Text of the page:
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U.S. Appeals Court Ruling Favors AZ Inmates in Suit over Medical Care

PHOTO: A U-S Court of Appeals ruling allows a lawsuit filed by the A-C-L-U against the Arizona Department of Corrections move forward as a class-action lawsuit representing all 33-thousand inmates in the state's ten prisons. Photo courtesy of the FBI.
PHOTO: A U-S Court of Appeals ruling allows a lawsuit filed by the A-C-L-U against the Arizona Department of Corrections move forward as a class-action lawsuit representing all 33-thousand inmates in the state's ten prisons. Photo courtesy of the FBI.
June 9, 2014

PHOENIX - The Arizona Department of Corrections has pledged to continue its legal fight over allegations of inadequate medical care and mental health treatment for inmates, and the overuse of solitary confinement.

The 9th U.S. Circuit Court of Appeals ruled recently that a lawsuit brought by the American Civil Liberties Union of Arizona against the state can move forward as a class action suit, on behalf of all 33,000 inmates in the state's ten prisons.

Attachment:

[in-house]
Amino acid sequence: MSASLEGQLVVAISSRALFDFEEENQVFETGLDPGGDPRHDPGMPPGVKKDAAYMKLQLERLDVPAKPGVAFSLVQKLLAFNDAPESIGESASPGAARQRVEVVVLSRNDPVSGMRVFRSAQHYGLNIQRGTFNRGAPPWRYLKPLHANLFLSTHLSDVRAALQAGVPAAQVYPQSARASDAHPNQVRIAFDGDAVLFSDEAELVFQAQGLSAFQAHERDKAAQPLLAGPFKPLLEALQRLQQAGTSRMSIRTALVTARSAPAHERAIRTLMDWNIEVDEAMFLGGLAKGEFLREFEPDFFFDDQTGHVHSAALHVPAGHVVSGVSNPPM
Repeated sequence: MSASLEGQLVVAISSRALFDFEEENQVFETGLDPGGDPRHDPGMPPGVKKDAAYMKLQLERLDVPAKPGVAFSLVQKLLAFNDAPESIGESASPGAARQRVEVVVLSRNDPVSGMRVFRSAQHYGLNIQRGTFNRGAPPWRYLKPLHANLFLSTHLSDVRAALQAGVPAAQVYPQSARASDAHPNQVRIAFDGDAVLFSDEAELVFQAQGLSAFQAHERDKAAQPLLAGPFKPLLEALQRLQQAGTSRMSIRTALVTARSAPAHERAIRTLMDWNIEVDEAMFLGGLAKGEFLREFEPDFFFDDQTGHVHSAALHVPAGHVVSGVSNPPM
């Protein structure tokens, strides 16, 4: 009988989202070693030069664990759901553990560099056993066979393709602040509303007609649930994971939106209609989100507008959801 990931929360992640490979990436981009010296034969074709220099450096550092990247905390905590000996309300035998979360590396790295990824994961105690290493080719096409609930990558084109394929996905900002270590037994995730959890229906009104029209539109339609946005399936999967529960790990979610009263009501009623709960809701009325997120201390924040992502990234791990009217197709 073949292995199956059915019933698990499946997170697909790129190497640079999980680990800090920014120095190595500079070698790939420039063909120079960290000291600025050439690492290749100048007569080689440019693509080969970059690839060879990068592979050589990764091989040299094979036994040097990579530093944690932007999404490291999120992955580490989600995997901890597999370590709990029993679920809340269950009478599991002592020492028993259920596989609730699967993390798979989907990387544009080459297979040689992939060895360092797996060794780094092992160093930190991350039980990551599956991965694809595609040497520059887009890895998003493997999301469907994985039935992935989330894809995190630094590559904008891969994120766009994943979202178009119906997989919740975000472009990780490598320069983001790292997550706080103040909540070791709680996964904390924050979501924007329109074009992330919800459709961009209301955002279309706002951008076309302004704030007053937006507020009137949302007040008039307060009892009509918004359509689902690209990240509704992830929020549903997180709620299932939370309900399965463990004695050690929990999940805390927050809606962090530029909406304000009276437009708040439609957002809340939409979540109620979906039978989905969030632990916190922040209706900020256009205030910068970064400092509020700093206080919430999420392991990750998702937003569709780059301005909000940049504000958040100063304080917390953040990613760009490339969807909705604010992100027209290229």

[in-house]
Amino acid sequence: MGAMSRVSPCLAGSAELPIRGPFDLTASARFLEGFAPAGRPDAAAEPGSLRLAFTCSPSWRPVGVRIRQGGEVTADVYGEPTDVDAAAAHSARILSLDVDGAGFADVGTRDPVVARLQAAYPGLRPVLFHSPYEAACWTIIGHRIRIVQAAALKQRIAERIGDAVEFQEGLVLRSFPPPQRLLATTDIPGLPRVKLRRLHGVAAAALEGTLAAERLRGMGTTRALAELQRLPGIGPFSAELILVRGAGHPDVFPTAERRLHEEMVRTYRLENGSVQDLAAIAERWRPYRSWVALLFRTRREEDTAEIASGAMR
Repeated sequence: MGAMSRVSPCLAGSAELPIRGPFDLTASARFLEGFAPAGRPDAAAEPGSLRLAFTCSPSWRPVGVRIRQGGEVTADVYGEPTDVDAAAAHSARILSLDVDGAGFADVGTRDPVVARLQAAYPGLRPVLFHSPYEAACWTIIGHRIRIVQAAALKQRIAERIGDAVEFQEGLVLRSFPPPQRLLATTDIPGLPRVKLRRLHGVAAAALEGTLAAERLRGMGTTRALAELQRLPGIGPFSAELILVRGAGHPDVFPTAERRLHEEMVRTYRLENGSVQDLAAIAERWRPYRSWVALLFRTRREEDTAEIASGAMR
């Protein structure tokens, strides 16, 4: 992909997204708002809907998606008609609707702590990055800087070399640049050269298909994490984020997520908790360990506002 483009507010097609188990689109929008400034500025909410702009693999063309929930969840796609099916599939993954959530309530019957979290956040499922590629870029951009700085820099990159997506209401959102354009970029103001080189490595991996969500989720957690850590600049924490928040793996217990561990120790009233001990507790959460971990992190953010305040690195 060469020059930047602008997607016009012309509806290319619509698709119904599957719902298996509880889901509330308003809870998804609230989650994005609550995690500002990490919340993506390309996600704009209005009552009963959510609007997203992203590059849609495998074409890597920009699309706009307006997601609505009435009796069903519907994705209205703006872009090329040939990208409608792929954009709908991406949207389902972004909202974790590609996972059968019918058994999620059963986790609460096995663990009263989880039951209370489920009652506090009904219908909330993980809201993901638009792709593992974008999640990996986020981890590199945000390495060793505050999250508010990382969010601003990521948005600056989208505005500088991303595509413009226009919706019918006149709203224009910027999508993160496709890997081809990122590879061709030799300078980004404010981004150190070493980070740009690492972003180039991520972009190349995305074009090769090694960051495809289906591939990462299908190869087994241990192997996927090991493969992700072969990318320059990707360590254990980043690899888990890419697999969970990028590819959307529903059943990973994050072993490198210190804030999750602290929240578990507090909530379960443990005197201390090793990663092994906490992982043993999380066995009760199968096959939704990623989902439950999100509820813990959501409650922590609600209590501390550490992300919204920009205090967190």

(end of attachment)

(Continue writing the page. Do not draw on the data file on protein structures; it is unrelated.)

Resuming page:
Dan Pochoda, legal director at the ACLU of Arizona, said the lack of medical treatment in the prison system has led to needless deaths.

"Even deaths that were unnecessary for persons," Pochoda said. "Some of whom might have been facing as little as a three-year sentence, ended up with a death sentence because of the absence of care."

Pochoda said the lawsuit does not seek money damages, but compensation in the form of improved medical care and resources. Also, the reduced use of solitary confinement, which keeps an inmate isolated for up to 23 hours per day.

Doug Nick, communications director at the Arizona Department of Corrections, said the lawsuit's allegations have yet to be proven in court.

"The factual allegations made in the lawsuit are still just allegations," Nick said. "The panel's ruling doesn't constitute a judgment on whether those rulings are true or false. In fact, the allegations are not accurate and the Department of Corrections looks forward to vigorously challenging them and presenting our case at trial."

The case is scheduled to go to trial in October.

Troy Wilde, Public News Service - AZ